Boiling down the dietary guidelines

The dietary guidelines call for more veggies and less salt, fat and sugar. Here's what that means for you.

By Mayo Clinic Staff

In an environment that promotes high-calorie, nutrient-poor foods with a more sedentary lifestyle, too many Americans are regularly eating too many calories. Hence, the obesity epidemic and related health problems such as heart disease and type 2 diabetes.

The good news is that a large body of evidence shows that healthy-eating patterns and regular physical activity can help people achieve and maintain good health and reduce the risk of chronic diseases.

The recommendations

The 2015-2020 Dietary Guidelines for Americans provide five overarching recommendations:

  • Follow a healthy-eating pattern. A healthy-eating pattern and an appropriate calorie level will help you get the nutrition you need, achieve and maintain a healthy weight, and reduce your risk of chronic diseases.
  • Focus on variety, nutrient density and amount. To meet your nutrient needs and stay within your calorie limit, choose a variety of nutrient-dense foods across all food groups. Nutrient-dense foods include vegetables, fruits, whole grains, and fat-free or low-fat dairy products.
  • Limit calories from added sugars and saturated fats, and cut back on sodium. Follow an eating pattern that is low in added sugars, saturated fats and sodium.
  • Shift to healthier food and beverage choices. Choose nutrient-dense foods and beverages across all food groups in place of less healthy choices.
  • Support healthy-eating patterns for all. Everyone has a responsibility for supporting healthy-eating in all settings, such as at home, work or school, or wherever food is available.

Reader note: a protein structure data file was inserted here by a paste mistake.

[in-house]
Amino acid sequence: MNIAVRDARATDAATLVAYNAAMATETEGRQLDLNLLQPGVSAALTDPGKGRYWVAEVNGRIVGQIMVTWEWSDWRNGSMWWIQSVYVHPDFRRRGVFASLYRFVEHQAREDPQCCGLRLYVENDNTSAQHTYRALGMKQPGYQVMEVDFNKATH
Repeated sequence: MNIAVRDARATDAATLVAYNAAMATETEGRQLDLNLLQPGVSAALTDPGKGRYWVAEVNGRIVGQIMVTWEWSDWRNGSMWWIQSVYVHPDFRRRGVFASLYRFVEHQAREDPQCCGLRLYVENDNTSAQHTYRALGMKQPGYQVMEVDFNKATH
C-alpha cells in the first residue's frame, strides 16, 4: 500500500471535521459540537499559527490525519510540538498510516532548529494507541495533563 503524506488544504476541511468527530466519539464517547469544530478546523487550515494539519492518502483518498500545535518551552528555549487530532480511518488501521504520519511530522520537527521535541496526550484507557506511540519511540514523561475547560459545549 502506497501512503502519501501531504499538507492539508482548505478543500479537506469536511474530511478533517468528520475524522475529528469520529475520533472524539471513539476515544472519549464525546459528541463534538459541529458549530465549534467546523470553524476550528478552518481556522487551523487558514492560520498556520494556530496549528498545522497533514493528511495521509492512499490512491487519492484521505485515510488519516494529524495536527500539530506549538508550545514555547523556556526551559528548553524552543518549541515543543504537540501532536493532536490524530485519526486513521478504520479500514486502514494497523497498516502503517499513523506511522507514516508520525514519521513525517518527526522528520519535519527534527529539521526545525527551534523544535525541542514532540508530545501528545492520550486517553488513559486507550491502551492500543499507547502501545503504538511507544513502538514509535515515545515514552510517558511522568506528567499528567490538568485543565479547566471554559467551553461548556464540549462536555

What is a healthy-eating pattern?

A healthy-eating pattern is one that includes:

  • A variety of vegetables — dark green, red and orange, legumes (beans and peas), starchy and other
  • Fruits, especially whole fruits
  • Grains, at least half of which are whole grains
  • Fat-free or low-fat dairy, including milk, yogurt and cheese, and fortified soy beverages
  • A variety of protein foods, including seafood, lean meats and poultry, eggs, legumes (beans and peas), and nuts, seeds and soy products
  • Oils, including those from plants, and those that occur naturally in nuts, seeds, seafood, olives and avocados

The Healthy U.S.-Style, Healthy Mediterranean-Style and the Healthy Vegetarian Eating patterns are examples of dietary patterns designed to consider the types and proportions of foods Americans typically eat, but in nutrient-dense forms and appropriate amounts.

Recommended servings for US-style, Mediterranean-style and vegetarian eating patterns for 2,000 calories a day
Food group U.S. Mediterranean Vegetarian
Source: U.S. Department of Health and Human Services, 2015
Vegetables 2 1/2 cups a day 2 1/2 cups a day 2 1/2 cups a day
Dark green 1 1/2 cups a week 1 1/2 cups a week 1 1/2 cups a week
Red and orange 5 1/2 cups a week 5 1/2 cups a week 5 1/2 cups a week
Legumes (beans and peas) 1 1/2 cups a week 1 1/2 cups a week 3 cups a week
Starchy 5 cups a week 5 cups a week 5 cups a week
Other 4 cups a week 4 cups a week 4 cups a week
Fruits 2 cups a day 2 1/2 cups a day 2 cups a day
Grains 6 ounces a day 6 ounces a day 6 1/2 ounces a day
Whole grains ≥ 3 ounces a day ≥ 3 ounces a day ≥ 3 1/2 ounces a day
Refined grains ≤ 3 ounces a day ≤ 3 ounces a day ≤ 3 ounces a day
Dairy 3 cups a day 2 cups a day 3 cups a day
Protein foods 5 1/2 ounces a day 6 1/2 ounces a day 3 1/2 ounces a day
Seafood 8 ounces a week 15 ounces a week  
Meats, poultry, eggs 26 ounces a week 26 ounces a week 3 ounces a week (eggs)
Nuts, seeds, soy products 4 ounces a week 5 ounces a week 14 ounces a week
Oils 27 grams a day 27 grams a day 27 grams a day
Limit on calories from added sugars, solid fats, added refined starches 270 calories a day (14% of total calories) 260 calories a day (13% of total calories) 290 calories a day (15% of total calories)
Jan. 14, 2016 See more In-depth